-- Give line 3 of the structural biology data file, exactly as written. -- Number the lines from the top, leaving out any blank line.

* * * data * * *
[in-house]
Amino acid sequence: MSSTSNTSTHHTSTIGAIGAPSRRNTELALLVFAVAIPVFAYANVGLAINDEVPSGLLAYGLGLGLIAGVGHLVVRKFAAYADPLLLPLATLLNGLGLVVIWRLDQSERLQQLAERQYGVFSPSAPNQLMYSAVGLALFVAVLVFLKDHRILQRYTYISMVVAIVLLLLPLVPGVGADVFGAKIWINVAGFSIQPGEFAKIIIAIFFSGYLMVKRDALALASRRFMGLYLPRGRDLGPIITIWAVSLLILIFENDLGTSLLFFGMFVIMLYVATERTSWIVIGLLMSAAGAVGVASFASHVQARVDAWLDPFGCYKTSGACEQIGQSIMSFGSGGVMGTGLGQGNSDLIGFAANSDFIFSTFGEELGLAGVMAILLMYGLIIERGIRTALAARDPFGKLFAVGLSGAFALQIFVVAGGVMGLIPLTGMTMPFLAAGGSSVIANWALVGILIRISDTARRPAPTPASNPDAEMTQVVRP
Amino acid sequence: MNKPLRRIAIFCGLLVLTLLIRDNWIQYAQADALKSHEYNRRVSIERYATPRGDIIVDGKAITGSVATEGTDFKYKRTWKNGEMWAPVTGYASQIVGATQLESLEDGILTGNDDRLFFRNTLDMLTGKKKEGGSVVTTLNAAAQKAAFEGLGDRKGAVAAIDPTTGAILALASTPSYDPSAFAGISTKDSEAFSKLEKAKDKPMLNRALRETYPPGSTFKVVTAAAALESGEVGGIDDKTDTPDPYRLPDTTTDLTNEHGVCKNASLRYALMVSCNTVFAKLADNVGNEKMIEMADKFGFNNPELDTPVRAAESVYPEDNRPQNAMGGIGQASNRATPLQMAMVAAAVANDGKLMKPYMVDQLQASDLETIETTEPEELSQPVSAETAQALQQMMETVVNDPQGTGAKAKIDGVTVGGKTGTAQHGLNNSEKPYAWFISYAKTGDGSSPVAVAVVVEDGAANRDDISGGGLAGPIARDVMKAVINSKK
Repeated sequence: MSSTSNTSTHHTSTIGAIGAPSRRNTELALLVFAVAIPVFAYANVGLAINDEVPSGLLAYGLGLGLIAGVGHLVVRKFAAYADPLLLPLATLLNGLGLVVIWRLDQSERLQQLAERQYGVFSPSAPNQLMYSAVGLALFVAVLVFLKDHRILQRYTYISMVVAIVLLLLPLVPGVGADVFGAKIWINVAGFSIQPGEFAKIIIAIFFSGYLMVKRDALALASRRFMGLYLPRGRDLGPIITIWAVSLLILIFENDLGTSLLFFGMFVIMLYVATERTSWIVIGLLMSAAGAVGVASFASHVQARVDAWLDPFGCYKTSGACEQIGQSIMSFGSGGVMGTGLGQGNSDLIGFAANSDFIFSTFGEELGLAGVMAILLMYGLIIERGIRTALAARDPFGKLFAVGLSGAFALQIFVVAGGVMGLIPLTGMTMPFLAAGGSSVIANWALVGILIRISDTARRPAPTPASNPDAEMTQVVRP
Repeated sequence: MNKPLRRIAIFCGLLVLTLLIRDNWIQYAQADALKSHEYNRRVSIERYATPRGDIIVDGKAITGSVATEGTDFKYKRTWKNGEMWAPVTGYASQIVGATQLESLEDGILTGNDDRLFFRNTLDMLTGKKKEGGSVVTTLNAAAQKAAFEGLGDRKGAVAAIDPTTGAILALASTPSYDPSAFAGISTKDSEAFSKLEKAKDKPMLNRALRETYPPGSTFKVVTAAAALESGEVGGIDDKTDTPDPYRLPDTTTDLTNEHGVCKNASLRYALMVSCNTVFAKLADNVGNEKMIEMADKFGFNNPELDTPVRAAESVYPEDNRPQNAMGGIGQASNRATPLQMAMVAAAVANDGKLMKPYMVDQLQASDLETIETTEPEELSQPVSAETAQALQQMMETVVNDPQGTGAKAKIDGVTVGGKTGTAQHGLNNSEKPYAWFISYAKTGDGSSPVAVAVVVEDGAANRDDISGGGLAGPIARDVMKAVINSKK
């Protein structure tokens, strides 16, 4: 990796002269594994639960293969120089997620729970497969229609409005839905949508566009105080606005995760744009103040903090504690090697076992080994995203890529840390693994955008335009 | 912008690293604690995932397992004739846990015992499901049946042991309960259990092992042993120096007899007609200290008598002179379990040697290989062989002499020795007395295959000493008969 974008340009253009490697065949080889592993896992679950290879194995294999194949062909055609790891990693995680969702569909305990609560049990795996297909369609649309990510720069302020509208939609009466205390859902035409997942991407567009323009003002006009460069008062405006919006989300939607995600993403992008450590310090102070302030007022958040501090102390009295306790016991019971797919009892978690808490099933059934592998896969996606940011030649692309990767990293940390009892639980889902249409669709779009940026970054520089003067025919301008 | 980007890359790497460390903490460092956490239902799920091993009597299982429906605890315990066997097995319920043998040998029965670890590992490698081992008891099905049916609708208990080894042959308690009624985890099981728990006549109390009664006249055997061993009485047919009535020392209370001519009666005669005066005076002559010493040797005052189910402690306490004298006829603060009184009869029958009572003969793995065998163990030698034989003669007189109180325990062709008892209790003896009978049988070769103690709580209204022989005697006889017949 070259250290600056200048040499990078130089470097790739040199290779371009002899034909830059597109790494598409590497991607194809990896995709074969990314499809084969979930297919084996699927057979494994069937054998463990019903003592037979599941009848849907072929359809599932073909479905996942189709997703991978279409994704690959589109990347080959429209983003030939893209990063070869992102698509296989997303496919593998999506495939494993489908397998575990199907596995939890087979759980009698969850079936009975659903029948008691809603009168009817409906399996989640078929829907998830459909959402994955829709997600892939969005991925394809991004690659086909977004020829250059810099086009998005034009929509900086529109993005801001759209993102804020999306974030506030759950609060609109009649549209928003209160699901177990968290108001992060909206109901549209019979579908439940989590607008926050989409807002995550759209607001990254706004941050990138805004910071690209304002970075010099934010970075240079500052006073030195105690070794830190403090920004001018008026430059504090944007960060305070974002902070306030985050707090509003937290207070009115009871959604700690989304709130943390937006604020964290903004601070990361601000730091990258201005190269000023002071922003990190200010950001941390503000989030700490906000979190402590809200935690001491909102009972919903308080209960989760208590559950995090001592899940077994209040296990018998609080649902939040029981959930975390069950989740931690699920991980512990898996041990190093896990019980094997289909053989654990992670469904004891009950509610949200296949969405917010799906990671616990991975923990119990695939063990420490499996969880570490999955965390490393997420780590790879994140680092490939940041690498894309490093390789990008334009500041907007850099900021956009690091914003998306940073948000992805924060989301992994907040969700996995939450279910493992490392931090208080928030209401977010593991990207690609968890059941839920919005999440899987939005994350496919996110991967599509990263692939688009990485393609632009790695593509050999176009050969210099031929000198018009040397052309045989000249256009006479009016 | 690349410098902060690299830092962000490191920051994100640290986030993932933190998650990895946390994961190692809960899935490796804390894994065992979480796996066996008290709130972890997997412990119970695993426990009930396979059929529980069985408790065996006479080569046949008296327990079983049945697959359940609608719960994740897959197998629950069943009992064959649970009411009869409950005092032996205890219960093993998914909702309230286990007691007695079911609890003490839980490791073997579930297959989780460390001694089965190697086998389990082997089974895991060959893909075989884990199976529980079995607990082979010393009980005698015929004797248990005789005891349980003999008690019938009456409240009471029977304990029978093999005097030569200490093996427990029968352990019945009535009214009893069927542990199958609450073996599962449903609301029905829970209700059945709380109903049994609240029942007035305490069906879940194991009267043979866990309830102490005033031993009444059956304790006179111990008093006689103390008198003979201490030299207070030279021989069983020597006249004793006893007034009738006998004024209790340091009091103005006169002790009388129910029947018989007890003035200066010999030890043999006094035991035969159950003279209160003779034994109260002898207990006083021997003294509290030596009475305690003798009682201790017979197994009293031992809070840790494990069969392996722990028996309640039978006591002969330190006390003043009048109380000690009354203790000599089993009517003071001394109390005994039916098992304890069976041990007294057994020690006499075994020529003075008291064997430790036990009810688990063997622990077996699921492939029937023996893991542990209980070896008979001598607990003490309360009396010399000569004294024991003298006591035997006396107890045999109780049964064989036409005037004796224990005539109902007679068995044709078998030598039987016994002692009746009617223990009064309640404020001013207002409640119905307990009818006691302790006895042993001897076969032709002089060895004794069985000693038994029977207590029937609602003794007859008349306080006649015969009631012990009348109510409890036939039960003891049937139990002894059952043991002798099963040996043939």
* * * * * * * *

Amino acid sequence: MNKPLRRIAIFCGLLVLTLLIRDNWIQYAQADALKSHEYNRRVSIERYATPRGDIIVDGKAITGSVATEGTDFKYKRTWKNGEMWAPVTGYASQIVGATQLESLEDGILTGNDDRLFFRNTLDMLTGKKKEGGSVVTTLNAAAQKAAFEGLGDRKGAVAAIDPTTGAILALASTPSYDPSAFAGISTKDSEAFSKLEKAKDKPMLNRALRETYPPGSTFKVVTAAAALESGEVGGIDDKTDTPDPYRLPDTTTDLTNEHGVCKNASLRYALMVSCNTVFAKLADNVGNEKMIEMADKFGFNNPELDTPVRAAESVYPEDNRPQNAMGGIGQASNRATPLQMAMVAAAVANDGKLMKPYMVDQLQASDLETIETTEPEELSQPVSAETAQALQQMMETVVNDPQGTGAKAKIDGVTVGGKTGTAQHGLNNSEKPYAWFISYAKTGDGSSPVAVAVVVEDGAANRDDISGGGLAGPIARDVMKAVINSKK